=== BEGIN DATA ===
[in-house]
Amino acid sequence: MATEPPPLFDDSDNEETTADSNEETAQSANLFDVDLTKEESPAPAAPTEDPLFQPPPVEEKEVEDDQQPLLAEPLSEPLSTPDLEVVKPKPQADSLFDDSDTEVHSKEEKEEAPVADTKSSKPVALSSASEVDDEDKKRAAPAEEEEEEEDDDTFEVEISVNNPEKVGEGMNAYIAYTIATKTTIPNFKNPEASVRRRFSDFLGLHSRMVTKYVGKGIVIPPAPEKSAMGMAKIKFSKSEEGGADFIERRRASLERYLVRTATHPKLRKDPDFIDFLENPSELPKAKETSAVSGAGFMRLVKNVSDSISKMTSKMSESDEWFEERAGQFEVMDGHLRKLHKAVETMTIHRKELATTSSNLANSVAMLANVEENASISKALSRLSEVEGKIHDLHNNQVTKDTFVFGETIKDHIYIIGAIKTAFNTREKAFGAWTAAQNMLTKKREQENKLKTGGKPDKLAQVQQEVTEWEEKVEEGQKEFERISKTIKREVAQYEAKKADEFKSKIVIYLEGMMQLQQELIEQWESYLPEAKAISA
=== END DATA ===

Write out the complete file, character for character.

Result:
[in-house]
Amino acid sequence: MATEPPPLFDDSDNEETTADSNEETAQSANLFDVDLTKEESPAPAAPTEDPLFQPPPVEEKEVEDDQQPLLAEPLSEPLSTPDLEVVKPKPQADSLFDDSDTEVHSKEEKEEAPVADTKSSKPVALSSASEVDDEDKKRAAPAEEEEEEEDDDTFEVEISVNNPEKVGEGMNAYIAYTIATKTTIPNFKNPEASVRRRFSDFLGLHSRMVTKYVGKGIVIPPAPEKSAMGMAKIKFSKSEEGGADFIERRRASLERYLVRTATHPKLRKDPDFIDFLENPSELPKAKETSAVSGAGFMRLVKNVSDSISKMTSKMSESDEWFEERAGQFEVMDGHLRKLHKAVETMTIHRKELATTSSNLANSVAMLANVEENASISKALSRLSEVEGKIHDLHNNQVTKDTFVFGETIKDHIYIIGAIKTAFNTREKAFGAWTAAQNMLTKKREQENKLKTGGKPDKLAQVQQEVTEWEEKVEEGQKEFERISKTIKREVAQYEAKKADEFKSKIVIYLEGMMQLQQELIEQWESYLPEAKAISA